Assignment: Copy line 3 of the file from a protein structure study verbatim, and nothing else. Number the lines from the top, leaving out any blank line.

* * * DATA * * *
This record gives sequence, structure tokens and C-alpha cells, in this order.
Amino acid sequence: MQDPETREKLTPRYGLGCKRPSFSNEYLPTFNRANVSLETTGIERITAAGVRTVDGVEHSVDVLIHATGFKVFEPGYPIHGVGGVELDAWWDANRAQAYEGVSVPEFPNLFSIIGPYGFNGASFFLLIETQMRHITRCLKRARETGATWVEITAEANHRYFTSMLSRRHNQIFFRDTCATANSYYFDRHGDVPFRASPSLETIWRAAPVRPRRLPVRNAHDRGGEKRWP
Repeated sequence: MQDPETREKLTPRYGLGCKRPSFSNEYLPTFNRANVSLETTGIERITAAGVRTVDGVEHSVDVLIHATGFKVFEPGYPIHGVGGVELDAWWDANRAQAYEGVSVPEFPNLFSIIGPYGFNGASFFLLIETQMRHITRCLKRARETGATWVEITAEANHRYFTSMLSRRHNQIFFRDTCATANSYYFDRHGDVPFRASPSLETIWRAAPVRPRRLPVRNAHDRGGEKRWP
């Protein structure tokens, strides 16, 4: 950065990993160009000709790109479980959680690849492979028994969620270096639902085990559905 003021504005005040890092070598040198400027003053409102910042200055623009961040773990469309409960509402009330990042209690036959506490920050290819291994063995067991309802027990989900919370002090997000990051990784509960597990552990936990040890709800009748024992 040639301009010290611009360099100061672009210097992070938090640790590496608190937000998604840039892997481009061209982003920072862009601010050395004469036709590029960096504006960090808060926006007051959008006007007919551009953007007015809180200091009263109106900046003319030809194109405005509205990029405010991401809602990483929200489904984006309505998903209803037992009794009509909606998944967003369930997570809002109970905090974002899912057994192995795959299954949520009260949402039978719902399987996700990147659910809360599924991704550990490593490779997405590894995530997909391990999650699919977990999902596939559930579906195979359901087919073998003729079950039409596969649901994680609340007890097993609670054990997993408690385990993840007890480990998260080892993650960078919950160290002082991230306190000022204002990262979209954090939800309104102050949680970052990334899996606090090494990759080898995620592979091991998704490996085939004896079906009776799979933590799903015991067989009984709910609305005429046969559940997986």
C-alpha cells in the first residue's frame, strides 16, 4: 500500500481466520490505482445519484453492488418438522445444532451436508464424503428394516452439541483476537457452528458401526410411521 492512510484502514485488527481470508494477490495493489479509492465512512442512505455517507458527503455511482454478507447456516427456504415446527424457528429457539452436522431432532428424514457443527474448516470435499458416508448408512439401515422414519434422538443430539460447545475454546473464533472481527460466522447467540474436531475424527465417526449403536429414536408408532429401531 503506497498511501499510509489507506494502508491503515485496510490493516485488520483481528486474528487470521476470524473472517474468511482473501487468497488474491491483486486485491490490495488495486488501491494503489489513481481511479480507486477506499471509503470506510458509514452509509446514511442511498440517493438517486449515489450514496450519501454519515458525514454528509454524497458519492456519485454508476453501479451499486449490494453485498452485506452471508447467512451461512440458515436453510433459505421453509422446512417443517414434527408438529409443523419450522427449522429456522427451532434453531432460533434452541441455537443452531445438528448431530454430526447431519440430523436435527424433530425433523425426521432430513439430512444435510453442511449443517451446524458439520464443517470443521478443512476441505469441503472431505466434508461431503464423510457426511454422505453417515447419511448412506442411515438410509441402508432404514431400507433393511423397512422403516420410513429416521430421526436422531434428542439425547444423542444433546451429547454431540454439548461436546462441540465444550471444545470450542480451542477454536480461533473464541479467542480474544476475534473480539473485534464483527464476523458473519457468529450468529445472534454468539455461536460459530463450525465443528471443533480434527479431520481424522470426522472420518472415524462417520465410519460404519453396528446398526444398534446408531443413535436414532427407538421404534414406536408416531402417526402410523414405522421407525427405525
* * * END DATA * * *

Repeated sequence: MQDPETREKLTPRYGLGCKRPSFSNEYLPTFNRANVSLETTGIERITAAGVRTVDGVEHSVDVLIHATGFKVFEPGYPIHGVGGVELDAWWDANRAQAYEGVSVPEFPNLFSIIGPYGFNGASFFLLIETQMRHITRCLKRARETGATWVEITAEANHRYFTSMLSRRHNQIFFRDTCATANSYYFDRHGDVPFRASPSLETIWRAAPVRPRRLPVRNAHDRGGEKRWP